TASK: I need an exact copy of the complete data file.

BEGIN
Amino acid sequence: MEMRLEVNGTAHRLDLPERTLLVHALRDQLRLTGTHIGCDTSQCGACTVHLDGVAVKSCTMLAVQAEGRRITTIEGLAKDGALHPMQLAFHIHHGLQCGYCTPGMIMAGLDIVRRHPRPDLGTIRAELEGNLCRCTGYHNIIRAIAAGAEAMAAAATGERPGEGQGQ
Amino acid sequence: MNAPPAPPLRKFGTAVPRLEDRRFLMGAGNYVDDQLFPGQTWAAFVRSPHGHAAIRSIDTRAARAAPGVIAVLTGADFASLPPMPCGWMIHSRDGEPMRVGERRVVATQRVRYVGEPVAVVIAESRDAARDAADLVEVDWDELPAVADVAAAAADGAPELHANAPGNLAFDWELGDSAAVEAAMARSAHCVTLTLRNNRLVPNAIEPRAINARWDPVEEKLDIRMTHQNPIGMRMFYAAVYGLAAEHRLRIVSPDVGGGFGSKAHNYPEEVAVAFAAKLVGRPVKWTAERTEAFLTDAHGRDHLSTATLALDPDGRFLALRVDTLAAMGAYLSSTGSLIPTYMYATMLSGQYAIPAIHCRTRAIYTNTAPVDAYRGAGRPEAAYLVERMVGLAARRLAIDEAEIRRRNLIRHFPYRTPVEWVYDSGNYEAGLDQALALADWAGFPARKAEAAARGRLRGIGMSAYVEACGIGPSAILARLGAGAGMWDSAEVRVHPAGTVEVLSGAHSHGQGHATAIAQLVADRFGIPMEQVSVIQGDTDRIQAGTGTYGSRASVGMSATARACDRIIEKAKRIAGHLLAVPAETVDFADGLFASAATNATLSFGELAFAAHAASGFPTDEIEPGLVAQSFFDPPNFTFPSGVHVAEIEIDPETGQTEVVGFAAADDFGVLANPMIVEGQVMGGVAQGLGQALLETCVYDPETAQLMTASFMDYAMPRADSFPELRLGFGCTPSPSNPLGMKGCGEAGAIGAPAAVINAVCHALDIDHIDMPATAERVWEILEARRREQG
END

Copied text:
Amino acid sequence: MEMRLEVNGTAHRLDLPERTLLVHALRDQLRLTGTHIGCDTSQCGACTVHLDGVAVKSCTMLAVQAEGRRITTIEGLAKDGALHPMQLAFHIHHGLQCGYCTPGMIMAGLDIVRRHPRPDLGTIRAELEGNLCRCTGYHNIIRAIAAGAEAMAAAATGERPGEGQGQ
Amino acid sequence: MNAPPAPPLRKFGTAVPRLEDRRFLMGAGNYVDDQLFPGQTWAAFVRSPHGHAAIRSIDTRAARAAPGVIAVLTGADFASLPPMPCGWMIHSRDGEPMRVGERRVVATQRVRYVGEPVAVVIAESRDAARDAADLVEVDWDELPAVADVAAAAADGAPELHANAPGNLAFDWELGDSAAVEAAMARSAHCVTLTLRNNRLVPNAIEPRAINARWDPVEEKLDIRMTHQNPIGMRMFYAAVYGLAAEHRLRIVSPDVGGGFGSKAHNYPEEVAVAFAAKLVGRPVKWTAERTEAFLTDAHGRDHLSTATLALDPDGRFLALRVDTLAAMGAYLSSTGSLIPTYMYATMLSGQYAIPAIHCRTRAIYTNTAPVDAYRGAGRPEAAYLVERMVGLAARRLAIDEAEIRRRNLIRHFPYRTPVEWVYDSGNYEAGLDQALALADWAGFPARKAEAAARGRLRGIGMSAYVEACGIGPSAILARLGAGAGMWDSAEVRVHPAGTVEVLSGAHSHGQGHATAIAQLVADRFGIPMEQVSVIQGDTDRIQAGTGTYGSRASVGMSATARACDRIIEKAKRIAGHLLAVPAETVDFADGLFASAATNATLSFGELAFAAHAASGFPTDEIEPGLVAQSFFDPPNFTFPSGVHVAEIEIDPETGQTEVVGFAAADDFGVLANPMIVEGQVMGGVAQGLGQALLETCVYDPETAQLMTASFMDYAMPRADSFPELRLGFGCTPSPSNPLGMKGCGEAGAIGAPAAVINAVCHALDIDHIDMPATAERVWEILEARRREQG